The states on the western side of the Red Sea to the south of Egypt and the Arab states from the east of Egypt through the Arabian Gulf have long been considered distinct regions. This is increasingly a distinction without a difference, however, as these states now operate more as a common political, security, and economic zone.

As Middle Eastern states are playing an increasingly assertive role in the Horn of Africa, a new geopolitical paradigm is emerging in the long-volatile region in which the historic and fragile transitions underway in Ethiopia and Sudan portend the most significant political shifts in the region in a generation.

The jostling for dominance in the Horn among the United Arab Emirates and Saudi Arabia on the one hand and Turkey and Qatar on the other is fueling instability and insecurity in an already fractious environment where the United States has a number of core interests. Competition over the use of the Nile between Egypt, Sudan, and Ethiopia remains unresolved. Significant armed conflicts persist in Somalia, South Sudan, Sudan, and Yemen, in which states on both sides of the Red Sea are engaged. Overlaying these rivalries among Middle Eastern actors is the Trump administration’s elevation of U.S. strategic competition with China and Russia as the top national security priority.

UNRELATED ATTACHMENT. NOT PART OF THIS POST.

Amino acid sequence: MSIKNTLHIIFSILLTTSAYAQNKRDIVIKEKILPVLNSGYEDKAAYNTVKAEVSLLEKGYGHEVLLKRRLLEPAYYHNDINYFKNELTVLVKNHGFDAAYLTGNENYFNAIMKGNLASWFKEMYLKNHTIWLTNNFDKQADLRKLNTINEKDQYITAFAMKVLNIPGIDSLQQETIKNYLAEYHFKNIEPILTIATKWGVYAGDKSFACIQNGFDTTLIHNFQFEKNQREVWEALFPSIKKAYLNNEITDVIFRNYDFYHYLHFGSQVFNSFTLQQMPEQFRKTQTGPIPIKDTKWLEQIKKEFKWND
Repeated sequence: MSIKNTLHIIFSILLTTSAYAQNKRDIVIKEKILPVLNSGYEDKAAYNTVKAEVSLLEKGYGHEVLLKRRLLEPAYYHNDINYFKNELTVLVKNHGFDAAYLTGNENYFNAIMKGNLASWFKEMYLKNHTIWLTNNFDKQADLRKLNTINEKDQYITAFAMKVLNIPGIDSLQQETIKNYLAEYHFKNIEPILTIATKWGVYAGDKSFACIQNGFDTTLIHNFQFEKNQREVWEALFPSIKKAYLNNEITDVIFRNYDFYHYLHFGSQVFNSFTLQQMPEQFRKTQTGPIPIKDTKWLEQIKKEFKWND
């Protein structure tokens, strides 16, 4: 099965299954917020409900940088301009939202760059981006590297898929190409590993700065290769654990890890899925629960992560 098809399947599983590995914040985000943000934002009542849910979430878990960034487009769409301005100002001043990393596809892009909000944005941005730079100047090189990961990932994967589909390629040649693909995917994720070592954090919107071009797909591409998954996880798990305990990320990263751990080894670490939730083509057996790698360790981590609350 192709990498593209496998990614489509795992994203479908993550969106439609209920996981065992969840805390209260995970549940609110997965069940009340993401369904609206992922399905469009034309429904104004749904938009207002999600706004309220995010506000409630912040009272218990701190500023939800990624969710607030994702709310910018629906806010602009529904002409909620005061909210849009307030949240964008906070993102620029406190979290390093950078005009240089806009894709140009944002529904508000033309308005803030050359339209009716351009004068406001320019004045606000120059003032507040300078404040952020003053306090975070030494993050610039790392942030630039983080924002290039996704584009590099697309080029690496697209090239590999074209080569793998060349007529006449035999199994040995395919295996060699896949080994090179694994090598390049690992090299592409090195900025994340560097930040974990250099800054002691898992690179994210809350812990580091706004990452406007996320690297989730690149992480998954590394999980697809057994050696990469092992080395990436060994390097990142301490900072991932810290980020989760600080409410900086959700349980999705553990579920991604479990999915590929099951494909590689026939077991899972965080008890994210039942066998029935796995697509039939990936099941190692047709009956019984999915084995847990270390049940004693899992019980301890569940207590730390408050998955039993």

One of USIP’s comparative advantages is its ability to see over the horizon in order to anticipate the risks of violent conflict and to explore opportunities for addressing those challenges. To that end, USIP has launched a Red Sea initiative which aims to:

  1. Bridge the gap in analyzing the interconnected trans-regional dynamics between the Middle East and the Horn of Africa.
  2. Leverage USIP’s convening authority to work with policymakers in the United States, Europe, and Asia to overcome the institutional divides that often impede strategy for a region that traverses traditional geographic divides within bureaucracies and ident
  3. Explore opportunities for new multilateral formats to prevent, mitigate, and resolve conflict in the Red Sea region.

Senior Study Group on Peace and Security in the Red Sea Arena 

Between May 2019 and September 2020, the U.S. Institute of Peace convened a bipartisan senior study group to consider the factors that have reshaped the Red Sea arena.

The study group determined that, in recent years, the geopolitical and geo-economic dynamics of the Horn of Africa have become tied to the Middle East and broader Indian Ocean in a manner unprecedented in the last century. However, U.S. strategy in this evolving environment has struggled to keep pace with these interconnected, complex, and transregional dynamics and account for the region’s increased relevance to U.S. interests.